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The country may come out with 5.673 million 60-kg bags this year, down from 5.98 million bags, according to Victor Molina, manager of coffee institute IHCAFE.

21 Nov 2012

TEGUCIGALPA (Commodity Online): With roya—a kind of fungus affecting coffee plants-- roiling the coffee production of Honduras, the Central American Republic may produce 5% less coffee than previously estimated, reported Reuters.

The country may come out with 5.673 million 60-kg bags this year, down from 5.98 million bags, according to Victor Molina, manager of coffee institute IHCAFE. The organization is a top coffee research house in Honduras.

The country exported 5.48 million 60-kilogram bags during the 2011-12 crop season, which is 40% higher than 2011 season. Honduras and Mexico together account for about one-fifth of the world's arabica beans.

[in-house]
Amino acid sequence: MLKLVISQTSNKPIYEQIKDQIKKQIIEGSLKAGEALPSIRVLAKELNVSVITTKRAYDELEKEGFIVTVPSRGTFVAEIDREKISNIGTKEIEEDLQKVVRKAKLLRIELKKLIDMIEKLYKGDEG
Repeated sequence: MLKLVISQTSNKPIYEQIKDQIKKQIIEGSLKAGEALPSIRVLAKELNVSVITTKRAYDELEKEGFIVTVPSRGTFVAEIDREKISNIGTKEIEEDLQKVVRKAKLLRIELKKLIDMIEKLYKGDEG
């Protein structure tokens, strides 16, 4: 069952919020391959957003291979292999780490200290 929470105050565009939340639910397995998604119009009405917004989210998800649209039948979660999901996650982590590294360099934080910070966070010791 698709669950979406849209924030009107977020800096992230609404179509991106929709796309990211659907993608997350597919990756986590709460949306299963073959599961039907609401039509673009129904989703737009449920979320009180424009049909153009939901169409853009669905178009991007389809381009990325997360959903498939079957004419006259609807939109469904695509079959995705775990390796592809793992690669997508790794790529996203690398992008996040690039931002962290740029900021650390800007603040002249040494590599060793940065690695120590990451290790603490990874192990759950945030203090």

Roya is known better to scientific world as leaf rust, a highly destructive disease sapping the nutrients from the leaves and killing bean yields.

Back in September, the authorities tried to send defensive mechanisms to some 20,000 growers in the country in the form of fungicides and fertilizers.

"We know there will be some effect on coffee production, but we think exports won't fall because we have new plots, planted within the last three years, that should bolster next year's harvest," a stake holder had said way back in September to Business Recorder.


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